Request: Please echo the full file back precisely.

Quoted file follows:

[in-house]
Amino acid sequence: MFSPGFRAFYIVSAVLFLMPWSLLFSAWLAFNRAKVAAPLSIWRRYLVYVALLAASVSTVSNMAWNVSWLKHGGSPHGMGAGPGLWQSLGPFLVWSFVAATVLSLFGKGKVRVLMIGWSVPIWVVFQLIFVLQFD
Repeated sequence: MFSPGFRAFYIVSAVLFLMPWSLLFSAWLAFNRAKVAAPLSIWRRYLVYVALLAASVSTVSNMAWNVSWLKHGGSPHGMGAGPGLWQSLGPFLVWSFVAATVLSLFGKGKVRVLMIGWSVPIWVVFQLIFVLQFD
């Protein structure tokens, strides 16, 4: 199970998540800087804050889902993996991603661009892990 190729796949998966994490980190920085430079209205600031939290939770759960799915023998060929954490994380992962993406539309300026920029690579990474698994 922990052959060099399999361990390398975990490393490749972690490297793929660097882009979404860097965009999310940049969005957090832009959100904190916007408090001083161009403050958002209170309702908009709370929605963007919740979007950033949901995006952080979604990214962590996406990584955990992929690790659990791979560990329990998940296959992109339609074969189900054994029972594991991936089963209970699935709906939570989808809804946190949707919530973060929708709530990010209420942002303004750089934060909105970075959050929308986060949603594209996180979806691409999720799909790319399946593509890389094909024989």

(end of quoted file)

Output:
[in-house]
Amino acid sequence: MFSPGFRAFYIVSAVLFLMPWSLLFSAWLAFNRAKVAAPLSIWRRYLVYVALLAASVSTVSNMAWNVSWLKHGGSPHGMGAGPGLWQSLGPFLVWSFVAATVLSLFGKGKVRVLMIGWSVPIWVVFQLIFVLQFD
Repeated sequence: MFSPGFRAFYIVSAVLFLMPWSLLFSAWLAFNRAKVAAPLSIWRRYLVYVALLAASVSTVSNMAWNVSWLKHGGSPHGMGAGPGLWQSLGPFLVWSFVAATVLSLFGKGKVRVLMIGWSVPIWVVFQLIFVLQFD
């Protein structure tokens, strides 16, 4: 199970998540800087804050889902993996991603661009892990 190729796949998966994490980190920085430079209205600031939290939770759960799915023998060929954490994380992962993406539309300026920029690579990474698994 922990052959060099399999361990390398975990490393490749972690490297793929660097882009979404860097965009999310940049969005957090832009959100904190916007408090001083161009403050958002209170309702908009709370929605963007919740979007950033949901995006952080979604990214962590996406990584955990992929690790659990791979560990329990998940296959992109339609074969189900054994029972594991991936089963209970699935709906939570989808809804946190949707919530973060929708709530990010209420942002303004750089934060909105970075959050929308986060949603594209996180979806691409999720799909790319399946593509890389094909024989």